Periorbital Hyperpigmentation in Patients with Xanthelasma Palpebrarum An Interesting Observation

| April 1, 2016
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aEftychia Platsidaki, MD; aAnargyros Kouris, PhD; aEfthymia Agiasofitou, MD; bChristina Antoniou, MD; aGeorgios Kontochristopoulos, PhD aDepartment of Dermatology and Venereology, Andreas Sygros Skin Hospital, Athens, Greece; bDepartment of Dermatology and Venereology, Andreas Sygros University Skin Hospital, Medical School of Athens, Greece

Disclosure: The authors report no relevant conflicts of interest.


Abstract

Background: Xanthelasma palpebrarum refers to xanthomas that occur more often near the inner canthus of the eyelid. Periorbital hyperpigmentation presents as a dark area surrounding the eyelids. Objective: In the present study, the authors examined the prevalence and the associated factors of periorbital hyperpigmentation among patients with xanthelasma. Methods: One hundred and fourteen patients with xanthelasma palpebrarum were examined for the presence of dark circles. Detailed questionnaires regarding the history of diabetes, hypothyroidism, smoking status, and weight were completed by all patients. They were also tested for serum lipids (cholesterol, low-density lipoprotein, triglycerides, apolipoprotein A and apolipoprotein B). Results: From the 114 patients with xanthelasma, 94 (82.4%) were diagnosed with periorbital hyperpigmentation. At the time of the survey, 46 patients were smokers (48.9%), 23 of them had hypothyroidism (24.4%), and 16 patients were obese (17%). Only four patients had a history of diabetes. Cholesterol levels were elevated in 65 patients (69.1%). In 52 patients (55.3%), low-density lipoprotein was increased and in 51 patients (54.2%), both cholesterol and low-density lipoprotein were elevated. Apolipoprotein A was increased in 35 patients (37.2%), whereas apolipoprotein B was increased in 23 patients (24.4%). Conclusions: This study showed that a significant number of patients with xanthelasma exhibited periorbital hyperpigmentation. Smoking, obesity, and hyperlipidemia were observed in these patients. (J Clin Aesthet Dermatol. 2016;9(4):52–54.)


Periorbital hyperpigmentation (POH) and xanthelasma palpebrarum constitute two main aesthetic facial concerns. Periorbital hyper-pigmentation presents as a dark area surrounding the eyelids. The age of onset is usually after puberty or in early adulthood (16–25 years). It is more pronounced in certain ethnic groups, commonly seen in skin of color patients, and frequently seen in multiple members of the same family.[1],[2] The exact origin is not well known. A number of etiologic factors have been associated with increased risk of developing periorbital hyperpigmentation. Xanthelasma palpebrarum is a sharply demarcated yellowish deposit of fat underneath the skin that occurs more often near the inner canthus of the eyelid. It has been known to be associated with atherosclerosis, dyslipidemia, and coronary artery disease, but the exact pathogenesis remains obscure.[3–5]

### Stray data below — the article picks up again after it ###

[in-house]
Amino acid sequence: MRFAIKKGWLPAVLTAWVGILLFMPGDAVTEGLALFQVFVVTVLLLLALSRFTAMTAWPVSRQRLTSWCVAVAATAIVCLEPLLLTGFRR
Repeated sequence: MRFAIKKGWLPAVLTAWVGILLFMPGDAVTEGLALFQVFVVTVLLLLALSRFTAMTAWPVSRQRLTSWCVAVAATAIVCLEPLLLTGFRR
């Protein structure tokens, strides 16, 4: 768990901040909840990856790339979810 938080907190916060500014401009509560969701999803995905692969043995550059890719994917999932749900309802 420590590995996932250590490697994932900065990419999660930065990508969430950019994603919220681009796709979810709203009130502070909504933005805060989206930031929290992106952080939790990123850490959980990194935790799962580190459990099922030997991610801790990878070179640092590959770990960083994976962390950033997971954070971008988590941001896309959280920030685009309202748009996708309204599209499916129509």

Objective

In the present study, the authors examined the prevalence and associated factors of periorbital hyperpigmentation among patients with xanthelasma.

Materials and Methods

This study was conducted in the dermatology department of Andreas Sygros Hospital of Cutaneous and Venereal Diseases in Athens, Greece. The study protocol was approved by the Ethics Committee of the hospital and written informed consent was obtained from all patients. One hundred and fourteen patients with xanthelasma palpebrarum that attended the outpatient clinic from April 2013 to June 2014 constituted the study group. One hundred of them were women and 14 were men. The patients were examined for the presence of dark circles. Detailed questionnaires regarding the history of diabetes, hypothyroidism, smoking status, and weight were completed from all patients. Blood samples for serum lipids (cholesterol, low-density lipoprotein, triglycerides, apolipoprotein A, and apolipoprotein B) were collected.

Results

From the 114 patients with xanthelasma palpebrarum, 94 (82.4%) were also diagnosed with periorbital hyperpigmentation. Female predominance was observed since 81 of them (86.2%) were women and 13 (13.8%) were men. Both conditions were most prevalent in the 41 to 60 years of age group (69.1%). At the time of the survey, 46 patients were smokers (48.9%), 23 had hypothyroidism (24.4%), and 16 were obese (17%). Only four patients had a history of diabetes (4.2%) (Table 1 ). Cholesterol levels were elevated in 65 patients (69.1%). In 18 patients, hypertriglyceridemia coexisted with hypercholesterolemia. In 52 patients (55.3%), low-density lipoprotein was increased and in 51 patients (54.2%), both cholesterol and low-density lipoprotein were elevated. Apolipoprotein A was increased in 35 patients (37.2%), whereas apolipoprotein B was increased in 23 patients (24.4%).